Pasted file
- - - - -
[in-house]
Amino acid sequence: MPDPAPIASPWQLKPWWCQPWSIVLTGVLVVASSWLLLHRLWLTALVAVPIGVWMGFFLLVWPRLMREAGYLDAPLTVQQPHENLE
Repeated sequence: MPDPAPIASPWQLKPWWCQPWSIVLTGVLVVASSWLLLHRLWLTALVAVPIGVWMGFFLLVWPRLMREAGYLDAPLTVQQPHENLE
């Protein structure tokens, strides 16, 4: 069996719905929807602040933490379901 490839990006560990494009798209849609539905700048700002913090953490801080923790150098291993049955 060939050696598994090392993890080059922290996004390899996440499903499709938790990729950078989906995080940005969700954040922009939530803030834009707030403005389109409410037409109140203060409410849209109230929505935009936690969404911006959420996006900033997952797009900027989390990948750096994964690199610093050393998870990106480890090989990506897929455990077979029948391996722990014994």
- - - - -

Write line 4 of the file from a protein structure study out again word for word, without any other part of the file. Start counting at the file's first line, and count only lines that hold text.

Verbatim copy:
């Protein structure tokens, strides 16, 4: 069996719905929807602040933490379901 490839990006560990494009798209849609539905700048700002913090953490801080923790150098291993049955 060939050696598994090392993890080059922290996004390899996440499903499709938790990729950078989906995080940005969700954040922009939530803030834009707030403005389109409410037409109140203060409410849209109230929505935009936690969404911006959420996006900033997952797009900027989390990948750096994964690199610093050393998870990106480890090989990506897929455990077979029948391996722990014994």